Choosing the right funeral poetry for your grandmother can be a complicated task. How do you select a sonnet or verse that expresses your feelings for someone with whom you have shared so much? Those who have not been fortunate enough to have an intimate relationship with Grandma also have a hard decision to make. No matter what your time with grandma was like, choosing the words that commemorate her death is difficult.
Poetry is similar to music in the way that it|inspires and stirs hearts. Words can paint pictures, capture memories and explore emotions. Funeral poetry is a traditional way to offer sentiments to mourners while speaking kindly of the deceased. Many individuals use poetry to convey final thoughts and tell the deceased things that if given the chance-they would say in person. Others use religious verses or scriptures that were cherished by the deceased. Here are some examples of religious verses commonly used as funeral poetry:
Funeral Poetry for a Grandmother
If Grandma was a poetry enthusiast, you have an advantage. While you may not have the title picked out, you can select from a poet she adored. If you do not have one in mind, consider some of the esteemed poets of the past:
- Elizabeth Barrett Browning
- Emily Dickinson
- Robert Frost
- Walt Whitman
- Whitcomb Riley
- William Shakespeare
- Alfred Lord Tennyson
- Edgar Allen Poe
- Lewis Carroll
Examples of Poetry
Some samples of poetry that can be used at your grandmother's funeral include:
- Heaven is What I Cannot Reach
- Shall I Compare Thee To A Summer's Day?
- The Tide Rises, The Tide Falls
You can find other works online, in bookstores or at the library.
Presenting Funeral Poetry
Presenting funeral poetry -- especially for your grandmother's service -- can be difficult and daunting. Even for those who are skilled in public speaking, a sentimental situation, such as a funeral, is an entirely different atmosphere from that of a business seminar or meeting. You may have trouble deciding which tone you will take when speaking, whether light-hearted or serious. You may also wonder how you will get through your reading without shedding tears.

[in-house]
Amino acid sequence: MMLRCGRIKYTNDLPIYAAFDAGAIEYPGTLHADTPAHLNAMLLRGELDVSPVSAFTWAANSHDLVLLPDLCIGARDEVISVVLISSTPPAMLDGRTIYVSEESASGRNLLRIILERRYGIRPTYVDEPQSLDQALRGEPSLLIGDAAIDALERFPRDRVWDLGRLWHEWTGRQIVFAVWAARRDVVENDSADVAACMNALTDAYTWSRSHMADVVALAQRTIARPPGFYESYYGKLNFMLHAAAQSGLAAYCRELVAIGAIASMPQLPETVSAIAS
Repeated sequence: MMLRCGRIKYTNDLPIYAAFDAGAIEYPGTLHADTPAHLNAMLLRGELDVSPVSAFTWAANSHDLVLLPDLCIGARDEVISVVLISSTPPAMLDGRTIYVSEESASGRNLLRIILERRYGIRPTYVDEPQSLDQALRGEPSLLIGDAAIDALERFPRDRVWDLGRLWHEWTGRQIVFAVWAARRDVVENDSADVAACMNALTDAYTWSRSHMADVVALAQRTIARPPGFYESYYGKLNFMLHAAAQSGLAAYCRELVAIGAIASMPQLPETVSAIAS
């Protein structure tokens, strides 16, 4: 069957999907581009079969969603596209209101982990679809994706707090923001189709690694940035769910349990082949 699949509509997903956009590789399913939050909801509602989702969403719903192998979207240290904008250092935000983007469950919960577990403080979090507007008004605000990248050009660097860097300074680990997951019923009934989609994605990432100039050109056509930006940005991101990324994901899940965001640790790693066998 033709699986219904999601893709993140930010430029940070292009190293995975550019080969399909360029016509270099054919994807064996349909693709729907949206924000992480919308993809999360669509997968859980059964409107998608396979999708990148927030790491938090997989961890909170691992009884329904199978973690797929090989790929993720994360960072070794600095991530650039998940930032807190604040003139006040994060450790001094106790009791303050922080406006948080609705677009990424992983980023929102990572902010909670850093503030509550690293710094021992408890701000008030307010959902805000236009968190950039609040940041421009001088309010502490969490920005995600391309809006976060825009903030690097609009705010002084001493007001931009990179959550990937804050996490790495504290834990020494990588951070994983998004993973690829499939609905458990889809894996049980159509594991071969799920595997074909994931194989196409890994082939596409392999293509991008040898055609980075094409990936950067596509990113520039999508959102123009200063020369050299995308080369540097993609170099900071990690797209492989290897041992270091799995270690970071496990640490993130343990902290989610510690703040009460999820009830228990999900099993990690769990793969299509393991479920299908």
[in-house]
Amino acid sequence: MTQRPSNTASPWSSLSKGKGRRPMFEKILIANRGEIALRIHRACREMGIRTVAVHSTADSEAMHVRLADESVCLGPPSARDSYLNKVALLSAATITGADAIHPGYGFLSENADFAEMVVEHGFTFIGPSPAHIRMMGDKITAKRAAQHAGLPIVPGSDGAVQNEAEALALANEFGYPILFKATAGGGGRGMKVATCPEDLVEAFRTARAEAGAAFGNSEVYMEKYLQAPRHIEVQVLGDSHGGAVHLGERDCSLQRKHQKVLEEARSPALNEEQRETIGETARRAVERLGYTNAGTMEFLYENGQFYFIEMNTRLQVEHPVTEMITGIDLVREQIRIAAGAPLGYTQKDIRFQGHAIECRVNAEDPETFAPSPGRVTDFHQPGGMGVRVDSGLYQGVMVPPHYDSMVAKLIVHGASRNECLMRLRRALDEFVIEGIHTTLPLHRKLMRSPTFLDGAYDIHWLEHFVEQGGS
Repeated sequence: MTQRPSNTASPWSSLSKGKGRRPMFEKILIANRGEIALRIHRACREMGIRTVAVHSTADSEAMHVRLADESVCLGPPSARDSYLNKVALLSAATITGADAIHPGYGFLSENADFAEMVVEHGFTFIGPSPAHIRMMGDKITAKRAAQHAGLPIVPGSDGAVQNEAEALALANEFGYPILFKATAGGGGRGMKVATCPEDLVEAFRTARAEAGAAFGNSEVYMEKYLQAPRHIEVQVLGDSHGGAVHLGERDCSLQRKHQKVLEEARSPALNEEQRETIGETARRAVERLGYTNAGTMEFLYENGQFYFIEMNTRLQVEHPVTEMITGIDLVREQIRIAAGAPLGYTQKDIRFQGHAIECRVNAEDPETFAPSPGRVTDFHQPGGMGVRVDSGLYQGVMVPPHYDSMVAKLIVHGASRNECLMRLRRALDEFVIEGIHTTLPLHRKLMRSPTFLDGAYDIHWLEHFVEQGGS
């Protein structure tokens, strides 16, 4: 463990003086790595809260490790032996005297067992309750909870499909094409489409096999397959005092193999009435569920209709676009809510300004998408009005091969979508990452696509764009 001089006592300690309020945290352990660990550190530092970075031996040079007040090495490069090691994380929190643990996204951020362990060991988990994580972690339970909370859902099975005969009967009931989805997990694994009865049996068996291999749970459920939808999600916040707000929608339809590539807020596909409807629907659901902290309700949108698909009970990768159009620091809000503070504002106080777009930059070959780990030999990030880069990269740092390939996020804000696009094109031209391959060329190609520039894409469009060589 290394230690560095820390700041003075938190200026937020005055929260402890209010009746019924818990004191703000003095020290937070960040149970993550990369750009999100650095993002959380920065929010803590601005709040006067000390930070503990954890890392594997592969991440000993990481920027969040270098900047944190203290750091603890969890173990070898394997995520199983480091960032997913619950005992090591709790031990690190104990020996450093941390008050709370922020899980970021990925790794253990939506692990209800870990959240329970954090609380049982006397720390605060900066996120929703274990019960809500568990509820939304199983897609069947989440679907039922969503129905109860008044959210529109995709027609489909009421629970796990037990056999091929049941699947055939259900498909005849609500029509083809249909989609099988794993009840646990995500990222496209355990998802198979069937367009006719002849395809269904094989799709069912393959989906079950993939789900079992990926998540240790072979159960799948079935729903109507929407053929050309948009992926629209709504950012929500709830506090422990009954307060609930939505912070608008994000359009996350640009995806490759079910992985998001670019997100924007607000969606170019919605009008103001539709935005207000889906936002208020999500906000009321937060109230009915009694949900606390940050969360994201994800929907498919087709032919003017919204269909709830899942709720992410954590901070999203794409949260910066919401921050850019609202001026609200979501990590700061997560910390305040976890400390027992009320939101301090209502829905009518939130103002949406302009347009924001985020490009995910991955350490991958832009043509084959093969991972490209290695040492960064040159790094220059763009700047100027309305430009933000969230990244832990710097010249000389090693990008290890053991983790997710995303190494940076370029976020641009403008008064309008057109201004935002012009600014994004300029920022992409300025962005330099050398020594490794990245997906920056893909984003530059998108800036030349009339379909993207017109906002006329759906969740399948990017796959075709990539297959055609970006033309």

In addition, if the presentation feels sterile and rehearsed, other may be offended at your lack of compassion. All of these issues can make presenting funeral poetry for your grandmother overwhelming. Here are some tips to help you overcome your fears:
- Write- While you may not be writing your own poetry, you will need to jot down some opening and closing thoughts. You do not need to say much, so don't fret if writing is not your craft. Start with an introduction of yourself and the author and title of the poem. You may also tell the party why you selected the poem, whether for memories or other reasons.
- Practice- Practicing your presentation in front of a mirror may be helpful. You will have the privilege of seeing yourself and identifying any awkward gestures or lack of eye contact. Also pay attention to your words, are they clear and audible? Have someone else listen to be sure. Consider the size of the crowd and whether you will have a microphone to help project your voice.
- Relax - Remember to relax, take deep breaths and focus on your poem, the rhythm of the words and the loved ones with whom you are grieving. Take a few moments to look around and enjoy their company.
Allow yourself time to grieve as you busy yourself with preparations. Remember--selecting funeral poetry for your grandmother can be a cathartic experience.